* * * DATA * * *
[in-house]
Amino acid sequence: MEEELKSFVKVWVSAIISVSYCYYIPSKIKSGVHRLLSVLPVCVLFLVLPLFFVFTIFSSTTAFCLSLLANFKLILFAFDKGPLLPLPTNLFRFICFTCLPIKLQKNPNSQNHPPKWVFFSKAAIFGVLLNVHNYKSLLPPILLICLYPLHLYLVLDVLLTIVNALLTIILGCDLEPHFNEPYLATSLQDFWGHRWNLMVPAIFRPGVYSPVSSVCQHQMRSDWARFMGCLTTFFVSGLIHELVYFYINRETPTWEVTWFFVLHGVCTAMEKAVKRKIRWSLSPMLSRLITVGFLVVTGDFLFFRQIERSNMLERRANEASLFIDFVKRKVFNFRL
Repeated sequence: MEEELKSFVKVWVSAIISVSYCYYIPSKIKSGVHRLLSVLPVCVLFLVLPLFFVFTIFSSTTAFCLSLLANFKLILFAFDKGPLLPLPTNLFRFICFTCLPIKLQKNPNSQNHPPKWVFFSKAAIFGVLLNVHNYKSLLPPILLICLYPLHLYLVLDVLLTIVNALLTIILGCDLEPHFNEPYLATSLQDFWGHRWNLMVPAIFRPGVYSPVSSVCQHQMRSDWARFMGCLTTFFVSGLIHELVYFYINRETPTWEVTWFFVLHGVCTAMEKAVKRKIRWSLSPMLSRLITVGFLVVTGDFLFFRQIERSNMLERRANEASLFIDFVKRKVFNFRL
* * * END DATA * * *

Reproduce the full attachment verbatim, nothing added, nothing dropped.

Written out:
[in-house]
Amino acid sequence: MEEELKSFVKVWVSAIISVSYCYYIPSKIKSGVHRLLSVLPVCVLFLVLPLFFVFTIFSSTTAFCLSLLANFKLILFAFDKGPLLPLPTNLFRFICFTCLPIKLQKNPNSQNHPPKWVFFSKAAIFGVLLNVHNYKSLLPPILLICLYPLHLYLVLDVLLTIVNALLTIILGCDLEPHFNEPYLATSLQDFWGHRWNLMVPAIFRPGVYSPVSSVCQHQMRSDWARFMGCLTTFFVSGLIHELVYFYINRETPTWEVTWFFVLHGVCTAMEKAVKRKIRWSLSPMLSRLITVGFLVVTGDFLFFRQIERSNMLERRANEASLFIDFVKRKVFNFRL
Repeated sequence: MEEELKSFVKVWVSAIISVSYCYYIPSKIKSGVHRLLSVLPVCVLFLVLPLFFVFTIFSSTTAFCLSLLANFKLILFAFDKGPLLPLPTNLFRFICFTCLPIKLQKNPNSQNHPPKWVFFSKAAIFGVLLNVHNYKSLLPPILLICLYPLHLYLVLDVLLTIVNALLTIILGCDLEPHFNEPYLATSLQDFWGHRWNLMVPAIFRPGVYSPVSSVCQHQMRSDWARFMGCLTTFFVSGLIHELVYFYINRETPTWEVTWFFVLHGVCTAMEKAVKRKIRWSLSPMLSRLITVGFLVVTGDFLFFRQIERSNMLERRANEASLFIDFVKRKVFNFRL